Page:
Kaylee Goncalves, one of four University of Idaho students brutally murdered Nov. 13, told others she “may have had a stalker” before she was killed, but authorities have not been able to verify that information, she said. the police on Wednesday.
“We got information through some of our interviews that Kaylee had made some comments about a stalker. So that’s where that came from,” Moscow police Capt. Roger Lanier told reporters on Wednesday.
“We’ve followed up by looking at specific time periods and specific areas of the city. So far, we haven’t been able to corroborate that, but we’re not done looking at that information.”
Police previously said they had received “hundreds of information” related to the possibility that Goncalves was harassed.
Goncalves and Madison Mogen returned to their three-story off-campus residence at around 1:45 a.m. on November 13 after going to a local bar and stopping at a food truck.
Goncalves made several calls to her ex-boyfriend between 2:00 and 3:00 am, but they did not answer. Police say his ex-boyfriend is not a suspect.
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Ethan Chapin and Xana Kernodle, who were dating, also returned home around 1:45 a.m. after attending a party at the Sigma Chi house on campus.
Police believe they were stabbed to death with a “fixed blade knife” sometime between 3:00 and 4:00 a.m. All four victims were stabbed multiple times and some had defensive wounds.
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Someone called 911 shortly before noon from the phones of one of the two surviving roommates to report an “unconscious person.”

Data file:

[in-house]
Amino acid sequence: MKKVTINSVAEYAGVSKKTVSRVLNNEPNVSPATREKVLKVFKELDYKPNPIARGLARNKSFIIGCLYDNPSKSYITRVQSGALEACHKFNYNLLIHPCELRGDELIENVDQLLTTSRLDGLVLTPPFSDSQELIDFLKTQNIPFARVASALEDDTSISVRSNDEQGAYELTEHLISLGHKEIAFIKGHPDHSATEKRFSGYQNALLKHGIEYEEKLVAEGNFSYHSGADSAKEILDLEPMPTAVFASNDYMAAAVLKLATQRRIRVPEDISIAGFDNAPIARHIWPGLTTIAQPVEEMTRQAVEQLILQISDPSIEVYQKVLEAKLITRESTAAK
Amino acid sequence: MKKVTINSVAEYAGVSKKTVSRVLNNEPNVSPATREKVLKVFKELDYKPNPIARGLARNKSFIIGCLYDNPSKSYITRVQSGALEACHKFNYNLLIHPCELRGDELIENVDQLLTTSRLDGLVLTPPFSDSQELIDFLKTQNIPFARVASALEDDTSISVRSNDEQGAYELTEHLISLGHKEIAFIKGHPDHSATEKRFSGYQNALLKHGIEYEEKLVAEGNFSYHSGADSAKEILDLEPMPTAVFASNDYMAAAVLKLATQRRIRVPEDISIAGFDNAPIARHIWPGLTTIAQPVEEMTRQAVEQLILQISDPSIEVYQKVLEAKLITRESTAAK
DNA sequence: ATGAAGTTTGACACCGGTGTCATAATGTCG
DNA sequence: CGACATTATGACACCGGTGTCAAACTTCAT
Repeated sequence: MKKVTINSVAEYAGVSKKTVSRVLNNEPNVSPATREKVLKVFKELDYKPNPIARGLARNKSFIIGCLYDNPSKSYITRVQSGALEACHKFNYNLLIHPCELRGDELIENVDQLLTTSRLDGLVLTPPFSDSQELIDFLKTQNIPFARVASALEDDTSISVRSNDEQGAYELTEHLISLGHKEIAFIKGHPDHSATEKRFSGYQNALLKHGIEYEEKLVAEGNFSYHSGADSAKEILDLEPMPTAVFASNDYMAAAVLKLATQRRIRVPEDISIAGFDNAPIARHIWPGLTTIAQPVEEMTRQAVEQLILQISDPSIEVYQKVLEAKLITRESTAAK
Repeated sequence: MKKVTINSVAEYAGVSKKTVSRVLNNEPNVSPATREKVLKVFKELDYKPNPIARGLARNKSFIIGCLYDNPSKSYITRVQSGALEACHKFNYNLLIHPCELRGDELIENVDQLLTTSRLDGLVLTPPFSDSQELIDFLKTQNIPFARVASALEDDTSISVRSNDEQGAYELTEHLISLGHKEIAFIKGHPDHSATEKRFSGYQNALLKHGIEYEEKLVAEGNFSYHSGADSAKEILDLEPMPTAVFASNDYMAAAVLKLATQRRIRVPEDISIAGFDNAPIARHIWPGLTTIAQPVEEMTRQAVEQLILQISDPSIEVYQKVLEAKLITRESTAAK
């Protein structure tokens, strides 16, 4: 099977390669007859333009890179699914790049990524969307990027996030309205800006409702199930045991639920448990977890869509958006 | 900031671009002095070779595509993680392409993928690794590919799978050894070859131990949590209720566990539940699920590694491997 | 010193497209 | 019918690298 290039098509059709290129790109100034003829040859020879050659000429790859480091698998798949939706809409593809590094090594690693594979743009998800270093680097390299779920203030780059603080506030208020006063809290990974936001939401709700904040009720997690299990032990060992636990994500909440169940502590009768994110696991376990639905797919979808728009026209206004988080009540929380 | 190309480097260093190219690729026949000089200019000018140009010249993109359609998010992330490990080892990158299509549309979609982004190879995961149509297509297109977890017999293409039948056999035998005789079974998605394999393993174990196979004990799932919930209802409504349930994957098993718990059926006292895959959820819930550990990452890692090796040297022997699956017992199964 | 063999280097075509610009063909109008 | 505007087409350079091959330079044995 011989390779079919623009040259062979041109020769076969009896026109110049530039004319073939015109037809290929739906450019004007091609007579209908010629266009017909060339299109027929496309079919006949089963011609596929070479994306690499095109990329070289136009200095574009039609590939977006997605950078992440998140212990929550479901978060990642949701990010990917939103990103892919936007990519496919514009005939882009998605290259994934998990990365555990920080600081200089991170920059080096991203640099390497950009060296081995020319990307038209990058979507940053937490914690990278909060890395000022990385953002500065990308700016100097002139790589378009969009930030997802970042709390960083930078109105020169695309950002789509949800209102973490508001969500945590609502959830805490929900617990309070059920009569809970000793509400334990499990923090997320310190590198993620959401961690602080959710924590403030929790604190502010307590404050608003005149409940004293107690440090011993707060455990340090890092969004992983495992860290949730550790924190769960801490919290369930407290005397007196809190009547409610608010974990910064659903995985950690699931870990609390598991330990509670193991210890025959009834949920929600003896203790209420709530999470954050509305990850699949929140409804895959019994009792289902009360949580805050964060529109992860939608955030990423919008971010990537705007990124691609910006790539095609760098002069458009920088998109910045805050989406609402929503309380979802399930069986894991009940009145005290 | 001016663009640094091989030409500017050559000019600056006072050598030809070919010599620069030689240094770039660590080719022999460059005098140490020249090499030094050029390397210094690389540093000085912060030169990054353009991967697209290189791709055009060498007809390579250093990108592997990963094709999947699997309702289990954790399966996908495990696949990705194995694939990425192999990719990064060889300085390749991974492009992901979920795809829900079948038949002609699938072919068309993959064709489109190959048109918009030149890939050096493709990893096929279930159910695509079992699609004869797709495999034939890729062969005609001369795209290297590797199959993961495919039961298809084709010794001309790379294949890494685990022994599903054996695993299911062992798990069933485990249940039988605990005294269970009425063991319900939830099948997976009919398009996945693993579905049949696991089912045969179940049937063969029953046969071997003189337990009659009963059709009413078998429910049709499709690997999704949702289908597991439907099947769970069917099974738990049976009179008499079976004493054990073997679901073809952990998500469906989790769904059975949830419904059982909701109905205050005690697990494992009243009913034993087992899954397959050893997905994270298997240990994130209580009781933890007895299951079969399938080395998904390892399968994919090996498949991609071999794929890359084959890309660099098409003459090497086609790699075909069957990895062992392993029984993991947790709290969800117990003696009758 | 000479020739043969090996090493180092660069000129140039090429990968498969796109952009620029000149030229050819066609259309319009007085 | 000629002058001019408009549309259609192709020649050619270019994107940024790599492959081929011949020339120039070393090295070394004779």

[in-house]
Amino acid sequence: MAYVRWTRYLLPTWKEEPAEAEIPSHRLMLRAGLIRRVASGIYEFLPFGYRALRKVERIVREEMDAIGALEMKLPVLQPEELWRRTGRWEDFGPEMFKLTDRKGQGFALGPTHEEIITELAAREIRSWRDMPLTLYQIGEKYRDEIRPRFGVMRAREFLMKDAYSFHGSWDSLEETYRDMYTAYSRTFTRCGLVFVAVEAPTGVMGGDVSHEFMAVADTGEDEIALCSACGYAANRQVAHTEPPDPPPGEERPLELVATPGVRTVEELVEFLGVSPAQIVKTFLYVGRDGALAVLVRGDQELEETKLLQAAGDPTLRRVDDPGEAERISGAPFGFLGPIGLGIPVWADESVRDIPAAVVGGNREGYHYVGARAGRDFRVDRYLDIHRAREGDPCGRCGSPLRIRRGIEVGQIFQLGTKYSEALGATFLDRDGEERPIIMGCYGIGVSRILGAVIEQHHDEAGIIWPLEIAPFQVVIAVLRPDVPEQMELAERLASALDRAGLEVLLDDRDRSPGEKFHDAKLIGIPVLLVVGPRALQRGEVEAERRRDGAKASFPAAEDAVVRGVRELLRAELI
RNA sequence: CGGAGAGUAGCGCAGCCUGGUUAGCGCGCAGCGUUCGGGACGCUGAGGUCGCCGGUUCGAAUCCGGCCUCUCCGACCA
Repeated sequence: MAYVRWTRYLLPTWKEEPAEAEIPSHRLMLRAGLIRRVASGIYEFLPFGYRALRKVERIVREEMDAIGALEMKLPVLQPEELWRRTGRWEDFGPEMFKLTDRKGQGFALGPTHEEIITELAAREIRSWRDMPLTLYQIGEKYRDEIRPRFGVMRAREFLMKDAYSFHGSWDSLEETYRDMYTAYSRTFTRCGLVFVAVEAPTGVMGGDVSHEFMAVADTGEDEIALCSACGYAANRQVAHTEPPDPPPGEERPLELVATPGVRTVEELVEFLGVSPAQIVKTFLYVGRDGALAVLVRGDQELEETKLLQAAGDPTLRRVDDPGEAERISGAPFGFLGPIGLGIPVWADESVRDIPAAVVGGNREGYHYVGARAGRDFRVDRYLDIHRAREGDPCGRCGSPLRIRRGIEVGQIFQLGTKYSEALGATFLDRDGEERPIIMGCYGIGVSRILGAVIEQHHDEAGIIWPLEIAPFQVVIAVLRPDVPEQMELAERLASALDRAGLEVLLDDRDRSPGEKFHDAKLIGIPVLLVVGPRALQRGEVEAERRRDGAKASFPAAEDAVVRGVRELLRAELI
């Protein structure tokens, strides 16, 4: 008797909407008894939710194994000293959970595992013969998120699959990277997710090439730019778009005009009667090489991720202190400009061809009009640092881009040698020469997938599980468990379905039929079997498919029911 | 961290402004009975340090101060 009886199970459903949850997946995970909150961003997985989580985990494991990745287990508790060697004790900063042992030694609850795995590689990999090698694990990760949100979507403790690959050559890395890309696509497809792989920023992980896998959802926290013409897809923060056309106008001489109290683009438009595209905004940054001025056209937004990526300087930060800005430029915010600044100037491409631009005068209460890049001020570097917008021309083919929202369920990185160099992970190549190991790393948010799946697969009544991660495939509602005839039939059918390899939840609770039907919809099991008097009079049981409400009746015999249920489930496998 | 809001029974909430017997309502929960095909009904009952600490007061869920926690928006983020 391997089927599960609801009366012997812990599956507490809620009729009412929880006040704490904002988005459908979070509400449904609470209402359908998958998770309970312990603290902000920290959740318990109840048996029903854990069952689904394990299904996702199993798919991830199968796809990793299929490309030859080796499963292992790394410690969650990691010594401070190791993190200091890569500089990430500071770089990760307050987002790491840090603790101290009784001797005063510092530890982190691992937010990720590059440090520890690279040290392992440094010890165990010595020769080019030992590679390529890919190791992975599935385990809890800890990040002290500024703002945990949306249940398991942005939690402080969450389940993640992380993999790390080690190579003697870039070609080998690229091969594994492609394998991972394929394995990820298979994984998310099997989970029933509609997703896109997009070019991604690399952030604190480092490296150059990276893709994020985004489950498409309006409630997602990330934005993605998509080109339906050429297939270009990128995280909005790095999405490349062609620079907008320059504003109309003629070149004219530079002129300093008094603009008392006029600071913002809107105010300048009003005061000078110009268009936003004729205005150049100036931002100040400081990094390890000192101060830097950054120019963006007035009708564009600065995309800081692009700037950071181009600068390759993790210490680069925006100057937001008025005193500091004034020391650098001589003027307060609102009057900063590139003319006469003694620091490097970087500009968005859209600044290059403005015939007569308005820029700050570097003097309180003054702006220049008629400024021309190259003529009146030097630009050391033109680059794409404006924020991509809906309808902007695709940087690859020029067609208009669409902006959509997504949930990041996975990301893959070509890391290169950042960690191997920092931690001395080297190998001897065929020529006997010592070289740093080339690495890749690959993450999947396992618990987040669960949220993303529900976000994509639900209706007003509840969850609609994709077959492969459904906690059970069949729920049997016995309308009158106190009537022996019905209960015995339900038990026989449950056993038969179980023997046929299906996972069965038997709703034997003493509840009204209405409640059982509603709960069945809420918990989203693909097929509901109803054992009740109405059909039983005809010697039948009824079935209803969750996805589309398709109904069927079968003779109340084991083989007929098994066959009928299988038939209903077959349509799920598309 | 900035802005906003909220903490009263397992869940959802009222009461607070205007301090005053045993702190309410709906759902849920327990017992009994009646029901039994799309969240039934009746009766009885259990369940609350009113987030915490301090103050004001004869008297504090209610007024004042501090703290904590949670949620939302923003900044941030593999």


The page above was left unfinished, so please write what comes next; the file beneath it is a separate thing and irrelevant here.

No suspects have been identified and police have not located the murder weapon, but Jim Clemente, a retiree FBI Supervisory Special Agent and an expert in criminal behavior analysis, previously told Fox News Digital that the killer likely knew the victims or was a stalker familiar with their habits.
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“Walking into an occupied dwelling with six people in… different rooms in the middle of the night is a very high-risk crime, unless you know one or more of the people.” Clemente told Fox News Digital.
“So, that’s my first thought on the matter: this offender not only picked this place at random, but he targeted one or more of the people there. Now, that could be because he has a relationship or a past relationship with one or more of the people there. plus”. more of them, or it could be that he has been stalking one or more of them.”
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Authorities have asked for patience as more than 100 law enforcement officers from the FBI, Idaho State Police and the Moscow Police Department investigate more than 1,000 leads and 103 pieces of evidence.
“We all want to understand why this happened and what led someone to do this,” Moscow Police Chief James Frye said Wednesday.
Stephanie Pagones of Fox News contributed to this report.